She bought the green beans, took the children to the dentist, and cleaned the toilets.
He was a rising star at the company because he was affable, capable, and personable. He wanted his moment on center stage.
She decorated the house for Valentine’s Day, took the children to violin practice, and wept alone at night.
He travelled more, drank more, and worried more. Was he going to make it, be a top-nocher, earn more? A poor player who struts and frets his hour upon the stage and then is heard no more, was he.
She arranged the birthday celebrations, chaired the church bazaar, and planted the Summer garden. She bought fresh tomatoes.
One pleasant Wednesday he was appointed vice president in charge of sales. A large raise, a window office facing Main Street, and prestige within the company. His growing family became less important to him because he wasn’t there very often. He was staying at the best hotels, eating the finest food, and drinking.
She congratulated him on the vice president promotion, wrote relatives to tell them the news, and took the children to parents night at the school. She bought sweet cantaloupe.
He travelled the world now, often gone for weeks at a time. Brazil, Italy, China, Canada had all stamped his passport. If he was content, only he knew. The money earned would assure the children the best education. The best of everything. Is that what his children wanted or did they want a dad?
When he was home, and she tried to talk about their marriage and the sacrifices all were making, it usually ended up badly. He grew defensive because, after all, wasn’t he providing for them? If his wife had needs, they went unmet. If he expected gratitude for his work life, no one was willing to show it.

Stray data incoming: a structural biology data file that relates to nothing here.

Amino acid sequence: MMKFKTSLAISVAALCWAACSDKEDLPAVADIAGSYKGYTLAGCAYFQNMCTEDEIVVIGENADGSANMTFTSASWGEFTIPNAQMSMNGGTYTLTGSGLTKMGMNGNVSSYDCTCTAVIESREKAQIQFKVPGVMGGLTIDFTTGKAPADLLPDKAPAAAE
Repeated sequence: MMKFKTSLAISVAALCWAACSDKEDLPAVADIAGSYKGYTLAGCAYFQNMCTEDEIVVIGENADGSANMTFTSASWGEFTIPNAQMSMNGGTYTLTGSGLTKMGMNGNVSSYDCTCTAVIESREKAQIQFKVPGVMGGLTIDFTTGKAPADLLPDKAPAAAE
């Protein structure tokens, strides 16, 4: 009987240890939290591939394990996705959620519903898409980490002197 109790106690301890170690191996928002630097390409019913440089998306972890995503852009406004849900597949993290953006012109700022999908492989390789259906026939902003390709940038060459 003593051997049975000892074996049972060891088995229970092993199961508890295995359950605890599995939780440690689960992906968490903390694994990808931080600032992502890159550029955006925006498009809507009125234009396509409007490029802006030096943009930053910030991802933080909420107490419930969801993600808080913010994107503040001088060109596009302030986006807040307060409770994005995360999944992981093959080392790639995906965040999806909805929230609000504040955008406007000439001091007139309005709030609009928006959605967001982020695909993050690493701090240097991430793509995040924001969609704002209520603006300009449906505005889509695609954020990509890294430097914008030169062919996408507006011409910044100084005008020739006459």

She colored her graying hair, took piano lessons, watched the children perform in school plays. Her tears were dry now.
It was in China that he collapsed. His heart could not take the incessant stress and stopped. He was 51. His body was shipped home for burial.
She arranged everything and wept for what might have been. His company insurance would provide for her and the children comfortably.
It is a story told over and over when he chased recognition and power and money.
She bore it all with a stoic grace and accepts what the marriage had become. She hardly missed him.
So what do we know?
Extremes are almost always dangerous. Ambition is mostly blind and should be moderated. Time passes without regard to personal agendas. Time, that dressmaker, specializes in alterations.
He didn’t have many years.
She had all the time in the world to fashion a new life.